Data management and analysis

The data obtained were entered in a Microsoft Office Excel sheet. To ensure confidentiality of the study subjects, a password was given to the excel sheet. The entered data were cleaned and then analyzed using Epi-Info software version 3.5.3, Epi-Info 7 (www. OpenEpi.com, OpenEpi is free and open source software for epidemiologic statistics. OpenEpi development was supported in part by a grant from the Bill and Melinda Gates Foundation to Emory University, Rollins School of Public Health). Statistics used was calculation of proportion, Chi-square test.P< 0.05 was taken as statistically significant.


  Results Top


In the study, it was found that there were 191 (49.6%) HIV-positive children, 136 (35.6%) HIV negative children and in 58 (14.8%) children, the HIV status was unknown.

As seen from [Table 1], 53 (13.8%) out of 385 children had suffered from TB.
Table 1: HIV and TB

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As seen in [Table 2], after excluding the 58 children whose HIV status was not known, it was found that out of 191 HIV-positive children, 50 (26.2%) children had suffered from TB and out of 136 HIV-negative children, only 3 (2.2%) children had suffered from TB and this difference was statistically highly significant.
Table 2: Known HIV status and TB

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As seen in [Table 3], 2 (5.6%) children out of 36 under-five children had suffered from TB. 24 (15.4%) children out of 156 children in age-group 60-119 months had suffered from TB. 27 (14%) children out of 193 children in the age-group 120-179 months had suffered from TB. There was no statistically significant difference between age of the child and TB.
Table 3: Age of child and TB

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As seen in [Table 4], of 208 male children, 35 (16.8%) had suffered from TB while 173 (83.2%) did not suffer from TB. Of 177 female children, 18 (10.2%) had suffered from TB while 159 (89.8%) did not suffer from TB. This difference was statistically not significant.
Table 4: Gender of child and TB

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As seen in [Table 5], of 159 children residing in orphanage, 43 (27%) had suffered from TB and out of 226 children residing in community, 10 (4.4%) had suffered from TB and the difference was statistically highly significant.
Table 5: HIV status and TB

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As seen in [Table 6], of 159 HIV positive children residing in orphanage, 43 (27%) had suffered from TB whereas 7 (21.9%) out of 32 HIV positive children residing in community had suffered from TB, but the difference was not statistically significant.
Table 6: HIV positive children and TB

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Two hundred and twenty-six children residing in the community belonged to 114 couples. As seen in [Table 7], of 114 couples, 17 (14.9%) wives were HIV negative, 95 (83.3%) wives were HIV positive, and 2 (1.8%) wives had HIV status as unknown. Of 114 couples, 3 (2.6%) husbands were HIV negative, 106 (93%) husbands were HIV positive, and 5 (4.4%) husbands had HIV status as unknown.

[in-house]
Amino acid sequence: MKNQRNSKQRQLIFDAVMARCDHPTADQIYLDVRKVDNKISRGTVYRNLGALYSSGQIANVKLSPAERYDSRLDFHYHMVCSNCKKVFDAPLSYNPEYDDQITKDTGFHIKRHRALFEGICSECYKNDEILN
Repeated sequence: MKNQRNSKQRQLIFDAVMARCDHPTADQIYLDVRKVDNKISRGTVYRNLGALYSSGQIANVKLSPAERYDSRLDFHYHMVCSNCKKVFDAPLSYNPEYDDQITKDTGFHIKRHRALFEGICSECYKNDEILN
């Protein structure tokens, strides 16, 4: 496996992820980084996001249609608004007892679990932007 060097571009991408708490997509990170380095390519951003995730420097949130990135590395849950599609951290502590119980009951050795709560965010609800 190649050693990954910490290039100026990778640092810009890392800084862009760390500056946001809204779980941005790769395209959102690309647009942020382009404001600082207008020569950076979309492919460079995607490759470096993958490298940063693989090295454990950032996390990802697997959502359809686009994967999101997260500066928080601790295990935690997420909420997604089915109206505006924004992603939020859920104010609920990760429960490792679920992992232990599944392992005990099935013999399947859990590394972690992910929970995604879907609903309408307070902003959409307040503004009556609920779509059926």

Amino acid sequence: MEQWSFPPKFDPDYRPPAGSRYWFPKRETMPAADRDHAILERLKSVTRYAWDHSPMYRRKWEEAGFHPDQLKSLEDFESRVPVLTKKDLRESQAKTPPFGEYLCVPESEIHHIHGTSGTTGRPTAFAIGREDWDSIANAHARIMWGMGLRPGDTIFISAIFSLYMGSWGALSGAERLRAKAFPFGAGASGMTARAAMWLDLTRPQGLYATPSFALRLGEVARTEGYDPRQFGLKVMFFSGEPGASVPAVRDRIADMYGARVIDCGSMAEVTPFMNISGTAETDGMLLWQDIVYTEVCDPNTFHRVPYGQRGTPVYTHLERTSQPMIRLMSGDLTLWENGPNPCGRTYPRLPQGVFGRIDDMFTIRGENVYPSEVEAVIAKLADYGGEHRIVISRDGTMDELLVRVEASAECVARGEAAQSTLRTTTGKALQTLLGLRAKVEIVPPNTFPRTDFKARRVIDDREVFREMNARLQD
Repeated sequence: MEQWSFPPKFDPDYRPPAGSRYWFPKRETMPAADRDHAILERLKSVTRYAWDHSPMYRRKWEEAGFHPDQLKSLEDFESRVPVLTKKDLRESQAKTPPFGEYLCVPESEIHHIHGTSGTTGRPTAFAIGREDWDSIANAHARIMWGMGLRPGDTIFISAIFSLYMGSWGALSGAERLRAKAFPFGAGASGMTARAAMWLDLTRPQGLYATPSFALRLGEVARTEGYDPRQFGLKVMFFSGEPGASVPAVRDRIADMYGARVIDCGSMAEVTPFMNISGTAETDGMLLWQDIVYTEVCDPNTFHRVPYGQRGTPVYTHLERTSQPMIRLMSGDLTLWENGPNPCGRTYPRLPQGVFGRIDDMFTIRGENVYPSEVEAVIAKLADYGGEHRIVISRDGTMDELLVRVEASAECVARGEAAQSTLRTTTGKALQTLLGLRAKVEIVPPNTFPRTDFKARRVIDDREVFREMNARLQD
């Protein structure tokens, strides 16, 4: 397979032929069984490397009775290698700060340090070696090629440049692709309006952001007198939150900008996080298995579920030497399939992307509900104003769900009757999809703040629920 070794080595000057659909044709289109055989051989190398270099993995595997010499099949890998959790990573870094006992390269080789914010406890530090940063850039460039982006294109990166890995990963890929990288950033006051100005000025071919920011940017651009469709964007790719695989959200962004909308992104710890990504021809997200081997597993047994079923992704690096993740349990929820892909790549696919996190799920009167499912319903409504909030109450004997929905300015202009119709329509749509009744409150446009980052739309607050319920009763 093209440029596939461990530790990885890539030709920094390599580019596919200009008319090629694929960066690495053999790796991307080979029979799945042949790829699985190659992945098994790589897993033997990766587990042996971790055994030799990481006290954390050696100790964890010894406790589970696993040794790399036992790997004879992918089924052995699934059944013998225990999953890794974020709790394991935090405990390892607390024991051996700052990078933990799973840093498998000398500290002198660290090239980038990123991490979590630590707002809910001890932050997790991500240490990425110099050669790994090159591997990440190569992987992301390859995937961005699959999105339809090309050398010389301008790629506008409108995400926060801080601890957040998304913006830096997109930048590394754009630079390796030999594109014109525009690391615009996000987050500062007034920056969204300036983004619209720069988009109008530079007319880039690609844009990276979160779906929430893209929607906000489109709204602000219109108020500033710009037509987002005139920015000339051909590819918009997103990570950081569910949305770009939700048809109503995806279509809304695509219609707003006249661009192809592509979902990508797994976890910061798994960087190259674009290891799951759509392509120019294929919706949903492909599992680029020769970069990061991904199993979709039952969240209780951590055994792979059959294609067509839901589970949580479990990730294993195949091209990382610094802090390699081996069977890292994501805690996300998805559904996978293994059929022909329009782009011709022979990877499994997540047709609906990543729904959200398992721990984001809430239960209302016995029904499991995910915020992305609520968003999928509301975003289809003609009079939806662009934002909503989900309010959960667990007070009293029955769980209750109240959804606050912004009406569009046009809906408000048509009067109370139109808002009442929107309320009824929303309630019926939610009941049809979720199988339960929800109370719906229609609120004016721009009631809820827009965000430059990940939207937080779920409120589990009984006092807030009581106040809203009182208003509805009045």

Table 7: HIV status of the partners in 114 couples in community

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As seen in [Table 8], mothers of 38 (16.8%) children were HIV negative, mothers of 182 (80.5%) children were HIV positive, and mothers of 6 (2.7%) children did not know their HIV status. Fathers of 7 (3.1%) children were HIV negative, fathers of 209 (92.5%) children were HIV positive, and fathers of 10 (4.4%) children did not know their HIV status.
Table 8: Distribution of HIV status of the parents of 226 children residing in the community

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  Discussion Top


As seen from [Table 2], 26.2% HIV-positive children had suffered from TB while only 2.2% HIV negative children had suffered from TB and this difference was statistically highly significant. HIV-associated TB contributes substantially to the burden of TB-associated morbidity and mortality.[7],[9] In a small study reported from Mumbai,[10] 18% of children with disseminated TB were HIV positive. Reported co-infection of HIV-TB in some Indian studies was 16-68%.[11],[12],[13] In a study by Jose et al. in the Southern part of India, 19 out of 100 HIV-positive children had pulmonary TB.[14]

As seen in [Table 3], the largest proportion (15.4%) of children who suffered from TB were in the age-group of 60-119 months followed by 14% children in the age-group 120-179 months and only 5.6% children in under-five age group. Of 53 TB cases, 2 (3.7%) children were <5 years of age, 24 (45.3%) children were in the age-group 60-119 months, and 27 (51%) were in the age-group 120-179 months. Similar findings were found by Satyanarayana et al. who conducted cross-sectional study in Delhi and reported that majority of childhood TB were aged 5 years and above with just 11.4% being in the age-group 0-5 years.[15]

As seen from [Table 4], a higher proportion (16.8%) of male children suffered from TB whereas 10.2% of female children suffered from TB, but this difference was not statistically significant.